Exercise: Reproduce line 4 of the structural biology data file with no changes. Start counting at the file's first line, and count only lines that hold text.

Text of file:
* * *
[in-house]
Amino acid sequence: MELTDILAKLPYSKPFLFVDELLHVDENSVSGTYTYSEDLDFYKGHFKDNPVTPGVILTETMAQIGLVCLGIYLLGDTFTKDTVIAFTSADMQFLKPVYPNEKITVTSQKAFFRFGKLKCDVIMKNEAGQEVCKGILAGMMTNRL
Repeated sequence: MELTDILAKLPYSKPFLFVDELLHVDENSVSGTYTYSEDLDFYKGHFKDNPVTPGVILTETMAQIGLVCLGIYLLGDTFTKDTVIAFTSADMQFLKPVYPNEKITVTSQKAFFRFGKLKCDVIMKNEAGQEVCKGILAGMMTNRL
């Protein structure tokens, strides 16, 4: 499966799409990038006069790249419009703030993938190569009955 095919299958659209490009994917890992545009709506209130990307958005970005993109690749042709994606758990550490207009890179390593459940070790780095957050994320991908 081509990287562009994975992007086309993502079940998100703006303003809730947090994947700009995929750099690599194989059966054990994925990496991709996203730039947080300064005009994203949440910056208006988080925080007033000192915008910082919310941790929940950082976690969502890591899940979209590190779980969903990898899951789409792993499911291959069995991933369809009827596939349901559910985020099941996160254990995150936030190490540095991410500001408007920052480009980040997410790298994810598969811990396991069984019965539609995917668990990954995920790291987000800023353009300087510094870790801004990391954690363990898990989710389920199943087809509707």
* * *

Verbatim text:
């Protein structure tokens, strides 16, 4: 499966799409990038006069790249419009703030993938190569009955 095919299958659209490009994917890992545009709506209130990307958005970005993109690749042709994606758990550490207009890179390593459940070790780095957050994320991908 081509990287562009994975992007086309993502079940998100703006303003809730947090994947700009995929750099690599194989059966054990994925990496991709996203730039947080300064005009994203949440910056208006988080925080007033000192915008910082919310941790929940950082976690969502890591899940979209590190779980969903990898899951789409792993499911291959069995991933369809009827596939349901559910985020099941996160254990995150936030190490540095991410500001408007920052480009980040997410790298994810598969811990396991069984019965539609995917668990990954995920790291987000800023353009300087510094870790801004990391954690363990898990989710389920199943087809509707």